Another problem is that as the blood enters into the syringe, the head of that column of blood comes in contact with any air in the syringe. This makes the blood sample subject to artificial oxygenation which can cause erroneous readings on the blood sample. This condition is compounded by the pulsating wave action of the incoming blood, causing turbulent mixing of the air into the blood. When this small portion of oxygenated blood is allowed to mix with the main portion of the blood sample that is to be used for analysis, test determinations can be altered.
Other problems include the inability to see exactly when the the filling process has been completed so that the needle can be expeditiously removed from the patient. Also, the inability to visually ascertain that all air bubbles have been expelled in an inherent deficiency in some designs of the prior art. Consequently, the inability to see any air bubbles may give the operator a false sense of security. Such air bubbles which cannot be seen may remain in the syringe and may distort test determinations. The capability to precisely and accurately ascertain when the filling process has been completed and that all air bubbles have been expelled is essential to the quality of the sample to provide meaningful test determinations and to the well being of the patient.
The present invention is a plunger barrel with sealing means on one end forming a first blood receiving chamber within a syringe body and fingergrip means on the opposite end which is slidably insertable into the body of a syringe to variate the volume capacity of the chamber of said syringe body in response to the systolic blood pressure and which has a capillary action view-tube within the plunger stem of a smaller diameter than the inside diameter of the syringe body, said capillary action view-tube being positioned in constant sealing contact with the said sealing means and in communication with the said chamber and extending longitudinally towards said fingergrip end of said plunger within said plunger barrel. The view-tube further has an air-permeable, liquid impermeable porous material positioned in the portion of the view-tube which is nearest the said fingergrip end of the plunger barrel.
In an alternative embodiment, the present invention may also provide a secondary chamber area in the plunger which is separated from the first chamber of the syringe body by a passageway of reduced diameter.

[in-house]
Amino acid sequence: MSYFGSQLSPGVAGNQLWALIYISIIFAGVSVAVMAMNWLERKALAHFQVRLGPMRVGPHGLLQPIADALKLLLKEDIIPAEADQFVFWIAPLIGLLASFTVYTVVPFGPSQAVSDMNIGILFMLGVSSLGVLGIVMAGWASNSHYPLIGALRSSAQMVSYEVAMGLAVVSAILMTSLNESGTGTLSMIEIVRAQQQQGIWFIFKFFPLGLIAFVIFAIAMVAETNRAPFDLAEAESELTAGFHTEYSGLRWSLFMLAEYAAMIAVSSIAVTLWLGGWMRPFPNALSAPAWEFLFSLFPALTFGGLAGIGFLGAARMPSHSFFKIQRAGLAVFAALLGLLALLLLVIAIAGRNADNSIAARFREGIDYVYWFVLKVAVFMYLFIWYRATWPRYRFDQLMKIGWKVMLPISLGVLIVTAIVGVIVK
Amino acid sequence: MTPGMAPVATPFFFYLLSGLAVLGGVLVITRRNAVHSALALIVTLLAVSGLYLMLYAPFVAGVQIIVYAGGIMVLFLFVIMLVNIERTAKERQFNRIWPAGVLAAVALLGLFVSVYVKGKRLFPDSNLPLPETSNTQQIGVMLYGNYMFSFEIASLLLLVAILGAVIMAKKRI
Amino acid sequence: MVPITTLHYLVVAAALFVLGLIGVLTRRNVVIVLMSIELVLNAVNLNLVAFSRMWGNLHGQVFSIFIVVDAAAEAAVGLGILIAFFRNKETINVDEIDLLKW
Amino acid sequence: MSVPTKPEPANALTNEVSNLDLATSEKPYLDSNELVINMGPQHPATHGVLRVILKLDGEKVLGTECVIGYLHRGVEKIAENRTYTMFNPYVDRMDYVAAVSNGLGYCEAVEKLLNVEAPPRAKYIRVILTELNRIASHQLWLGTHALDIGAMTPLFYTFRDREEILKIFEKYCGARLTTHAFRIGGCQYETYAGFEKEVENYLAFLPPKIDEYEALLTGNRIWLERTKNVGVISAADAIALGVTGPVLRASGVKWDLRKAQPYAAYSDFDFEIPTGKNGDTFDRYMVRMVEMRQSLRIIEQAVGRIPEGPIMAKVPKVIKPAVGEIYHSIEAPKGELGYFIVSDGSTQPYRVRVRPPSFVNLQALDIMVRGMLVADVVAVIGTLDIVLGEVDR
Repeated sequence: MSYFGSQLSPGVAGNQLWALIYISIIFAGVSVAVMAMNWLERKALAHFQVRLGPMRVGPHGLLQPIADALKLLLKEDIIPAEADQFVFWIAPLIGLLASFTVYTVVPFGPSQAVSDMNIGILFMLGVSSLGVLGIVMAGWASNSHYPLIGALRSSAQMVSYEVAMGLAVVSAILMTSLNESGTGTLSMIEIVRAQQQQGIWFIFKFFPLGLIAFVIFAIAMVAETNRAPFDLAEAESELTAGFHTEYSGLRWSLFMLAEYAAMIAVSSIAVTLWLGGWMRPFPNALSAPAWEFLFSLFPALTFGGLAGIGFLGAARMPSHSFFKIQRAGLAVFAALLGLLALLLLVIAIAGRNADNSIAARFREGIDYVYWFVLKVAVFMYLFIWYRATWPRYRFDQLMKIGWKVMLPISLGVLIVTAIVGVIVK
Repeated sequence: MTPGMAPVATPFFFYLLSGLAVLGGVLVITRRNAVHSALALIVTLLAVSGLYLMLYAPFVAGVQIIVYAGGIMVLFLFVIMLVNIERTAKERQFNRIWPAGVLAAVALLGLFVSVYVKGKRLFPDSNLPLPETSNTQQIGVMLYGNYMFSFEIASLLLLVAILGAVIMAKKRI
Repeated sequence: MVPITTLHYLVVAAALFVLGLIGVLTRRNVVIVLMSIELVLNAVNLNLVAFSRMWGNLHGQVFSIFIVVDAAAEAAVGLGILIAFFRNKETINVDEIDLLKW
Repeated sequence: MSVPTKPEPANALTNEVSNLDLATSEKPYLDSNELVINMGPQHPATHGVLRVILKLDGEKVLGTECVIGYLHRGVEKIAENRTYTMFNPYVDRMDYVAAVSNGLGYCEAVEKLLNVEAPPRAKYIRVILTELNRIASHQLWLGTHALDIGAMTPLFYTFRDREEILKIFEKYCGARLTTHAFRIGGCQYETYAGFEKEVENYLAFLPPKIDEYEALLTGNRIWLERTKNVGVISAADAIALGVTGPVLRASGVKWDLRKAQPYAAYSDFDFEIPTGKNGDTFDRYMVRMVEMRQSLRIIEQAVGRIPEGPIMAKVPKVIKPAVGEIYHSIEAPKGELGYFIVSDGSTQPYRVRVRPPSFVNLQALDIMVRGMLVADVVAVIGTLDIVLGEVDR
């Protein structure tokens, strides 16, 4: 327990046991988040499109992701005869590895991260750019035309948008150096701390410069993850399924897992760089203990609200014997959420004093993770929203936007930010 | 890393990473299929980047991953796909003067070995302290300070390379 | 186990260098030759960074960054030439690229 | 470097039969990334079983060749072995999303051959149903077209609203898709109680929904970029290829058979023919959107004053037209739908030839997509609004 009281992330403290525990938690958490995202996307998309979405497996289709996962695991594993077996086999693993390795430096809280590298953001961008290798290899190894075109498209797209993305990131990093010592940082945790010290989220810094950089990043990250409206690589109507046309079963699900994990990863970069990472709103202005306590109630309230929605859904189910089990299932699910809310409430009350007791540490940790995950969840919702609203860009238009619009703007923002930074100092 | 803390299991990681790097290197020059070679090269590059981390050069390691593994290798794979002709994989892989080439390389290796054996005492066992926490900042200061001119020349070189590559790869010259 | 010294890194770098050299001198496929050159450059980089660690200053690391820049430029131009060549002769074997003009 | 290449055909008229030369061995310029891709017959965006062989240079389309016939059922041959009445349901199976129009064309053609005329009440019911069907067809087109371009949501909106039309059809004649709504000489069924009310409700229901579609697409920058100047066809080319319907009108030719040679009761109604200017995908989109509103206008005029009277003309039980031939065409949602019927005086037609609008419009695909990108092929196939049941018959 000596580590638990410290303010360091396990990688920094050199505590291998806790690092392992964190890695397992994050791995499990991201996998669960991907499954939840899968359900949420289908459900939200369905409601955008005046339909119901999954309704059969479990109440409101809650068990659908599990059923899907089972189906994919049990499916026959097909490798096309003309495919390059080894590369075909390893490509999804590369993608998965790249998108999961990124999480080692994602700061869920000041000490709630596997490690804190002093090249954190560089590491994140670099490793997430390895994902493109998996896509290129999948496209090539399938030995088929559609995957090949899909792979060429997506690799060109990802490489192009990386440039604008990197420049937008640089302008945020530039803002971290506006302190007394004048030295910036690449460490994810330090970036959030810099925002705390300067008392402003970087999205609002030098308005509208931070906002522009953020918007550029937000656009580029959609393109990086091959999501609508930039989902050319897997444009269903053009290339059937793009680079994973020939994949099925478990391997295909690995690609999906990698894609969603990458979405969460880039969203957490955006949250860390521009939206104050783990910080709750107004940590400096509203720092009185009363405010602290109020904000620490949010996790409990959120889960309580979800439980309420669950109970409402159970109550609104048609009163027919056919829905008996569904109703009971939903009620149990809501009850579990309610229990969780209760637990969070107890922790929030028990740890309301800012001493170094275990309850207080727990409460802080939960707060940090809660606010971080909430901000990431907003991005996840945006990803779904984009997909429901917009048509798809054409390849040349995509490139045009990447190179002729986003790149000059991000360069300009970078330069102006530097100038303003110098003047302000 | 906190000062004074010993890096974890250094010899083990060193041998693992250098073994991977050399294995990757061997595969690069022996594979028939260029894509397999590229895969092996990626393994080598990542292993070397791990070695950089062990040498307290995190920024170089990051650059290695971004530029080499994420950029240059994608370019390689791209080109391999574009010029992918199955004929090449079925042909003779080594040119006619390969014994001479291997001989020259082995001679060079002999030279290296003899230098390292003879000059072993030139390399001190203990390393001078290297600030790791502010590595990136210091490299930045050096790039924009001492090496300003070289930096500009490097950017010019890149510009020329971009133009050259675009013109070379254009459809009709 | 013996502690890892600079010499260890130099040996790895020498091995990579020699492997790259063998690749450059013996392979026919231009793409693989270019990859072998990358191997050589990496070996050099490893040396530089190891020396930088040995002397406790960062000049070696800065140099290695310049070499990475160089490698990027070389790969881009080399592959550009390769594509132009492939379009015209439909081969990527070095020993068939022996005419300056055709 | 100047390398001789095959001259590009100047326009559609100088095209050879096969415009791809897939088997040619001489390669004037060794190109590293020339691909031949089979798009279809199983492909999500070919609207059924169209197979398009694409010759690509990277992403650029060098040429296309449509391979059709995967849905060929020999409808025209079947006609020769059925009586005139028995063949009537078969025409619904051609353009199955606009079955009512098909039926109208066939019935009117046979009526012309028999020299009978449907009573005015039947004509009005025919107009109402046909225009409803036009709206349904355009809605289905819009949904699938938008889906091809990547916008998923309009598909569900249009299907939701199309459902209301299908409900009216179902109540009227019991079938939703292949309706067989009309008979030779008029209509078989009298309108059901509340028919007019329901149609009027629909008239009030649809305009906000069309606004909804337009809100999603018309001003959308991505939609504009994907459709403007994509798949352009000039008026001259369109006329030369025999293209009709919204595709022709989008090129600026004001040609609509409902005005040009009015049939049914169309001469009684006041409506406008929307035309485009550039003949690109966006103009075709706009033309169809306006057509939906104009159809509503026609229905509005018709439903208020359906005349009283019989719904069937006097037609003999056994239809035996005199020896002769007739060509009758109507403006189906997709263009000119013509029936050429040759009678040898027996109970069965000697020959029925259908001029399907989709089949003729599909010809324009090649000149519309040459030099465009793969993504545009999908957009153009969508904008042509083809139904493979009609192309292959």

The present invention is its basic inventive concept and alternative embodiments is disclosed in the illustrative accompanying drawings which are to be understood as non-restrictive in the application of the invention.
FIG. 1 is an exploded perspective view of the basic concept of the present invention.
FIG. 2 is a cross-sectional longitudinal axis view of the invention shown in FIG. 1.
FIG. 3 is a cross-sectional view of the basic present invention along the plane 3--3 in FIG. 2.
FIG. 4 is a cross-sectional view of a first alternate embodiment of the present invention.
FIG. 5 is a cross-sectional view of the alternate embodiment of the present invention along the plane 5--5 of FIG. 4.
FIG. 6 is a cross-sectional view of the alternate embodiment of the present invention along the plane 6--6 in FIG. 4.
FIG. 7 is a partial cross-sectional view of the second alternative embodiment of the present invention.
FIG. 8 is a cross-sectional view of a third embodiment of the present invention.
FIG. 9 is a cross-sectional axial view of a fourth embodiment of the present invention.
FIG. 10 is a cross-sectional axial view of a fifth embodiment of the present invention.
FIG. 11 is a partial cross-sectional axial view of the present invention in all of its embodiments shown inserted into a syringe as disclosed in U.S. Pat. No. 4,320,770.
With reference to FIGS. 1-3, the basic concept of the present invention can be seen to comprise a plunger stem 10 which, in turn, comprises a transparent barrel 11 which is a hollow cylindrical tube having a finger grip end 12 with opening 12a and an opposing end 13 with an apertured opening 14. The opposing end 13 has secured thereto a sealing means 15 of resilient composition. Contained within the sealing means 15 and extending inwardly of said barrel through said apertured opening 14 is a cylindrical capillary action view tube 16 having a view-through transparency for observation of any fluid therein. The cylindrical tube 16 contains at a spaced distance from its said juncture with said sealing means a plug 19 of an air-permeable, liquid impermeable material. The disk-like base 17, seen in FIGS. 1 and 2, is fitted in a matching annular recess 18 in sealing means 15 and abutts a cylindrical extension 20 surrounding the apertured opening 14 of barrel 11. Sealing means 15 comprises a circular, primary and very flexible sealing bead 21 having a conical inwardly extending interior surface 22 which forms the primary chamber 22a with an opening 20a axially mating with the cylindrical tube 16 for receipt of blood from a patient. Spaced rearwardly from the primary sealing bead 21 and circumferentially surrounding the forward extension 20 of the tube 16 is a second sealing bead 23 integral with sealing means 15. While bead 23 is shown as an arcuately contured ring, it may have a knife-like terminus.